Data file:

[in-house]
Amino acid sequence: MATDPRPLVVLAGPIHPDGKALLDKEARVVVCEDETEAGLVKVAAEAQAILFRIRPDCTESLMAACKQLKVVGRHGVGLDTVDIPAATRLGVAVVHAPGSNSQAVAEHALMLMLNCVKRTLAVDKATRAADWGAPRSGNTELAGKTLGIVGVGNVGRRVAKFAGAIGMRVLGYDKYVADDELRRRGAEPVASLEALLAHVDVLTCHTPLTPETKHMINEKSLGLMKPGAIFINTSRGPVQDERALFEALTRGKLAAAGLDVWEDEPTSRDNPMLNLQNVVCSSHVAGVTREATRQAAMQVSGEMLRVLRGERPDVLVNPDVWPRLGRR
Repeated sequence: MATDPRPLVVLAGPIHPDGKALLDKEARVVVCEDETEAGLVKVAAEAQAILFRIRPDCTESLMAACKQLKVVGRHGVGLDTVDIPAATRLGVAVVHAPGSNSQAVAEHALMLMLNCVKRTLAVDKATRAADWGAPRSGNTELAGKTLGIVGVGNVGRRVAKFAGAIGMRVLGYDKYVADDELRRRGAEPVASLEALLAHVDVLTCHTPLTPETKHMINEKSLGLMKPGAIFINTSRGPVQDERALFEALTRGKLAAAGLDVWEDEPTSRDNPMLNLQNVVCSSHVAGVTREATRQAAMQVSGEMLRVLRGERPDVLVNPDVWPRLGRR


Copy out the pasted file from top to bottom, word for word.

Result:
[in-house]
Amino acid sequence: MATDPRPLVVLAGPIHPDGKALLDKEARVVVCEDETEAGLVKVAAEAQAILFRIRPDCTESLMAACKQLKVVGRHGVGLDTVDIPAATRLGVAVVHAPGSNSQAVAEHALMLMLNCVKRTLAVDKATRAADWGAPRSGNTELAGKTLGIVGVGNVGRRVAKFAGAIGMRVLGYDKYVADDELRRRGAEPVASLEALLAHVDVLTCHTPLTPETKHMINEKSLGLMKPGAIFINTSRGPVQDERALFEALTRGKLAAAGLDVWEDEPTSRDNPMLNLQNVVCSSHVAGVTREATRQAAMQVSGEMLRVLRGERPDVLVNPDVWPRLGRR
Repeated sequence: MATDPRPLVVLAGPIHPDGKALLDKEARVVVCEDETEAGLVKVAAEAQAILFRIRPDCTESLMAACKQLKVVGRHGVGLDTVDIPAATRLGVAVVHAPGSNSQAVAEHALMLMLNCVKRTLAVDKATRAADWGAPRSGNTELAGKTLGIVGVGNVGRRVAKFAGAIGMRVLGYDKYVADDELRRRGAEPVASLEALLAHVDVLTCHTPLTPETKHMINEKSLGLMKPGAIFINTSRGPVQDERALFEALTRGKLAAAGLDVWEDEPTSRDNPMLNLQNVVCSSHVAGVTREATRQAAMQVSGEMLRVLRGERPDVLVNPDVWPRLGRR